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handling of freight requiring special cars under the powers of the Commission pursuant to the "car service" sections of the new act, may be a question. But see page 12.
Paragraph 4 of the amending act is a restatement of that part of section 1 of the old act which provided that all rates shall be just and reasonable, et cetera. The words "fares and charges" have been included and the carriers must now establish just and reasonable rates, fares and charges, whereas under the old act "rates" only were specified. No one, however, has very seriously questioned the duty of the carriers, even under the old act, to prescribe reasonable fares and charges as well as reasonable rates. The other change is that the carriers are required in the case of joint rates to establish equitable divisions thereof which will not unduly prefer or prejudice any of the participating carriers. Inasmuch as it is now made. the duty of the carriers to prescribe these divisions, it might be held, under the general enforcement provision of the act, that the Commission is now empowered to itself prescribe in the first instance the divisions of joint. rates which it may establish without being required to first permit the interested carriers to attempt to arrive at an amicable adjustment of divisions in the first instance. See also section 15, paragraphs 3 and 6, page 39.
Paragraphs 5, 6, 7, 8 and 9 carry forward into the new act a verbatim reproduction of parts of section 1 as they appear in the old act.
In connection with section 1, as it is now amended, it may be noted that there is still an interesting omission which was a defect of the old act and which has not been cured in the new act.
The carriers are required to establish just and reasonable rates, rules and practices. They are required to furnish transportation, and the term "transportation" is defined as including locomotives, cars, other vehicles and vessels, and all the instrumentalities and facilities of shipment or carriage, but there is no duty imposed upon the carriers under Section 1 or under any other section of the act before or as now amended requiring the carriers to receive and transport freight tendered in accordance with their tariffs. Section 15 of the old act and as amended, creates in the shippers the right to specify the routing their shipments shall follow where more than one route is available under the tariffs, and it is also made the duty of the carriers under this section to receive and transport such routed shipments in accordance with the routing specified. Section 6 of the the act provides how the carriers shall state their rates and publish their tariffs, and also provides that no other than the so-published rate shall be assessed. But section 6 does not provide that carriers shall receive and transport freight in accordance with their published tariffs. There is required of the carriers, however, under section 1, that upon reasonable request they furnish cars, locomotives, other vehicles or vessels or the instrumentalities and facilities of transportation. If a carrier refuses to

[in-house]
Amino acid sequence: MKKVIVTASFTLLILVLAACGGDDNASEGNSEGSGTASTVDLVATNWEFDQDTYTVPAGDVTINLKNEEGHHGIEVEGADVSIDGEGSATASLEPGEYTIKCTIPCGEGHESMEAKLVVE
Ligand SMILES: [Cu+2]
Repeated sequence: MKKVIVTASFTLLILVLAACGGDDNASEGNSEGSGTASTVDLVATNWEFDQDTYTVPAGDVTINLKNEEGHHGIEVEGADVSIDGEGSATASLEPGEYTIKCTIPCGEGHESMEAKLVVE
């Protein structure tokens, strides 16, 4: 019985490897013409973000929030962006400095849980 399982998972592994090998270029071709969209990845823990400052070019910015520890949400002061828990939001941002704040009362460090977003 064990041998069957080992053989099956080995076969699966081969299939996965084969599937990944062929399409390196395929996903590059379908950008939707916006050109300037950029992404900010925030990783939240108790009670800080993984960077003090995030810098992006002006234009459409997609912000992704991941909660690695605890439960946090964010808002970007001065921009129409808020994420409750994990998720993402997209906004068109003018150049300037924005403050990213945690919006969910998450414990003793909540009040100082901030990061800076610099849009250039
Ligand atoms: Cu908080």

accept a carload of freight after it has been loaded by the shipper in a car which has been furnished in compliance with the act but is tendered unrouted, there is nothing in the act that requires the carrier to receive such car.
This consideration is important as bearing on the question of procedure in a case where the carrier so refuses to accept freight for carriage. Under the common law, that is still in effect, the carriers are required to receive and transport freight offered pursuant to their holding out to perform common carrier services, and where there is a refusal the only remedy is a suit in equity for a mandatory injunction, setting up in connection therewith any claim for damages suffered from the failure to discharge the common carrier duty. If this duty were imposed upon the carriers by the interstate commerce act, a failure on the part of the carriers to receive and transport unrouted freight could be penalized by way of reparation on complaint before the Commission. The immediate remedy to enforce the receipt of routed as well as unrouted shipments would still be a mandatory injunction. Inasmuch as such plenary powers seem to have been conferred upon the Commission with respect to car service and since Congress has required the carriers to furnish cars and facilities and instrumentalities of commerce, it would seem that it is almost an error to have failed to impose upon the carriers the duty under the act to receive and transport freight for which they are required to publish just and reasonable rates, and furnish equipment and facilities.
Paragraphs 10 to 17, inclusive, are the car service provisions of the new act. The Commission, under the old act, had a comprehensive jurisdiction over car service, but that jurisdiction was expressed in such broad and general terms that necessarily much uncertainty was encountered. These eight sections in the new act undertake to express specifically what the Commission's authority is.